Things We Do For Love: London Premiere Reviews

Things We Do For Love opened in the West End in 1998. This page presents extracts from some of the major reviews of the London premiere of the play.

Country Life (by Michael Billington)
"[
Things We Do For Love] is, even by his [Ayckbourn's] own high standards, an exceptional work: an uncompromising, and bitterly funny, exploration of the pain and humiliation that accompanies the explosion of true love."

Daily Express
"Ayckbourn's plays have in the past been extraordinarily bleak. This is cosier fare. Still there is enough dark laughter to satisfy hard-core fans."

Daily Mail (by Michael Coveney)
"Ayckbourn is nearer his best in this play than he has been for some time. But I still worry about too many fundamental impossibilities in the situation."

Daily Telegraph (by Charles Spencer)
"It is hard to think of many plays by Ayckbourn or anyone else, that are so consistently laugh out-loud funny while also offering such harrowing glimpses of pain..... No dramatist is better than Ayckbourn at capturing such cruel contradictions in human feelings; they lie at the heart of this disconcerting comedy, which he directs with his usual panache."

Evening Standard (by Nicholas de Jongh)
"The comedy does work powerfully where it reveals lust's devastations... Lust, Ayckbourn shows, is a dangerous laughing matter."

Financial Times (by Alastair Macaulay)
'The man [Ayckbourn] is a master craftsman: a virtuoso juggler of a play's components; a disconcerting chef of its comic and serious ingredients; an impish sociological satirist; a shrewd psychologist; a disturbing cultivator of the mustard seed of evil in the seemingly safe and barren domestic hearth; a generous diagnostician of the unliberated modern women; and more."

The Guardian (by Michael Billington)
"The extraordinary thing is that Ayckbourn, in his best play of the decade, handles a potentially tragic theme with a rueful comic zest.... Ayckbourn's virtue is that he tells the unflinching truth... but Ayckbourn's precious gift is for making his points through laughter and action.... This memorably bruising comedy is a
Private Lives for the nineties."

International Herald Tribune (by Aleks Sierz)
"Unusually for West End populist drama, it does treat its audience as adults. Written with economy and imaginatively staged, it feels like uncomfortable eavesdropping in the disturbing power of lust."

Mail on Sunday (by Georgina Brown)
"Lust - its farcically comic and its potentially tragic effects - is Ayckbourn's theme here, and, despite the pain that trembles beneath the surface of the play, he seems determined to wrap it up as a comedy and suggest that lust and love can be the same thing. I'm not entirely convinced. The best relationships need both, which is a more complicated subject and a different play, but it's one which could never be as gloriously entertaining as this."

Metro (by Benedict Nightingale)
"Perhaps the best play he [Ayckbourn] has written in the nineties."

News Of The World (by Bill Hagerty)
"Alan Ayckbourn's brilliant new play - having written more than fifty, he's back at the top of his considerable form.... A black romantic comedy that will jar both your funny bone and your heart!"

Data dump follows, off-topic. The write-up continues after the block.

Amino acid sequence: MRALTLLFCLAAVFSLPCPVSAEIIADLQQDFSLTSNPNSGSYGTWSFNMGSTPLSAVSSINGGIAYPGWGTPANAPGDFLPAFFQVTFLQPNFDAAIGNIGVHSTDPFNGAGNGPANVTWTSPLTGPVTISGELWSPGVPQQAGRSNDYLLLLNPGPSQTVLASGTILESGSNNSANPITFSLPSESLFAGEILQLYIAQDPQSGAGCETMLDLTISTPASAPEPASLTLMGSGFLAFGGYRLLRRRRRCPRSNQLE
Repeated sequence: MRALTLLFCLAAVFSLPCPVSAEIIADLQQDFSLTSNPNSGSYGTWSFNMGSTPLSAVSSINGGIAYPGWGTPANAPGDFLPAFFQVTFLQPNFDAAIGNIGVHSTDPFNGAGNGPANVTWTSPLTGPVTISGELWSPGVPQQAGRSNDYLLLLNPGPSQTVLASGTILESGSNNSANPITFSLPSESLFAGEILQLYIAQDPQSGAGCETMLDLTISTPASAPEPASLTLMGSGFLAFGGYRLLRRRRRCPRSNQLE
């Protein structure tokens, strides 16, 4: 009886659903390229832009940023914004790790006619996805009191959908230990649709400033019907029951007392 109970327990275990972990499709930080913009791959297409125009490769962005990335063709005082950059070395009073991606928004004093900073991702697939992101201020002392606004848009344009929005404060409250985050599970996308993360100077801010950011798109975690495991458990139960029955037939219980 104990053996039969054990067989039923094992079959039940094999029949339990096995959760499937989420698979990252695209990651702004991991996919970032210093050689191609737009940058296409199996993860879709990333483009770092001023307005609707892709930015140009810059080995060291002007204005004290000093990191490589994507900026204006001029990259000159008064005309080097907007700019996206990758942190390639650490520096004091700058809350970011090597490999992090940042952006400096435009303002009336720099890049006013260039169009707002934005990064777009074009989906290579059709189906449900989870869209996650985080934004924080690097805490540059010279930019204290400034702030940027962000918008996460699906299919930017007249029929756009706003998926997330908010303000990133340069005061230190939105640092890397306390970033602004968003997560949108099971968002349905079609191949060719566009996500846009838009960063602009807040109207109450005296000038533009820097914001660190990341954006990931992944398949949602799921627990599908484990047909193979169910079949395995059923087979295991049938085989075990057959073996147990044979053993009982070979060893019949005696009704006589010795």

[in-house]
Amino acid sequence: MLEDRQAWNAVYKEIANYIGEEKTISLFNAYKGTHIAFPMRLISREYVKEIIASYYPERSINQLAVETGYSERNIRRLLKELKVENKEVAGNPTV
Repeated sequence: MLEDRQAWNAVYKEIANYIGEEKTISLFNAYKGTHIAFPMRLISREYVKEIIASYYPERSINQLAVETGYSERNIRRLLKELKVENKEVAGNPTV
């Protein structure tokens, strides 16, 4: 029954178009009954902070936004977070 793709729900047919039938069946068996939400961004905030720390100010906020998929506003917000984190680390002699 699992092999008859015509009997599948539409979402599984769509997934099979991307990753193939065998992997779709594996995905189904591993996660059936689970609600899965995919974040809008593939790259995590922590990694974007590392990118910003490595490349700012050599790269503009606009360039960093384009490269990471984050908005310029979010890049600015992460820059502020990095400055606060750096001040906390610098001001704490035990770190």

New York Times
"[Ayckbourn] displays his old talent of acknowledging his characters' pain as well as their entertaining absurdities. Ayckbourn the shrewd and funny annal-ist of everyday awfulness, is back with us."

The Observer (by Susannah Clapp)
"He [Ayckbourn] manages to make humour from a series of ugly, dire and painful events... Thos play is a near perfect piece of stage-machinery."

The Spectator (by Sheridan Morley)
"Ayckbourn is way back to the top of his form:
Things We Do For Love, his 52nd* play in 40 years, is a wondrous mix of domestic comedy and sexual tragedy, the two empires of which he has always been the master contemporary playwright. Nobody can turn tears into laughter faster, and by the same token, no other dramatist freezes the grin on your face quite so effectively within seconds.... A raw, painful and uproarious evening."

The Stage (by Peter Hepple)
"Ayckbourn's skill is such that he can make events which on the surface are tragic into hilarious comedy, with no small amount of satire at the expense of the four participants. It is an old trick as far as Ayckbourn is concerned but he manages to pull it off time and time again, and never better than on this occasion, as we both laugh and cry."

Sunday Telegraph (by John Gross)
"The play is enormously enjoyable. The jokes work, the details divert.... [we can] relish the skill with which Ayckbourn lays the ground for it. If the characters are not so much developed as put through their paces, they are in the hands of a superlative ringmaster."

Sunday Times (by John Peter)
"It comes at you with a sense of new-minted inspiration, and of wit and comedy, which is both bruising and healing.... The ending is shocking, hilarious and moderately hopefully. Like all comedies of the first rank, this play has a healing effect because it wounds you first. This is the thrilling embarrassment and the benevolent cruelty of Ayckbourn's art, and these are the things we do for love."

The Times (by Benedict Nightingale)
"It is sharp and gorgeously funny."

Variety (by Matt Wolf)
"[This] finds a prolific dramatist in often blistering funny form."

*
Things We Do For Love is Alan Ayckbourn's 51st full length play.

All reviews are copyright of the respective publication.

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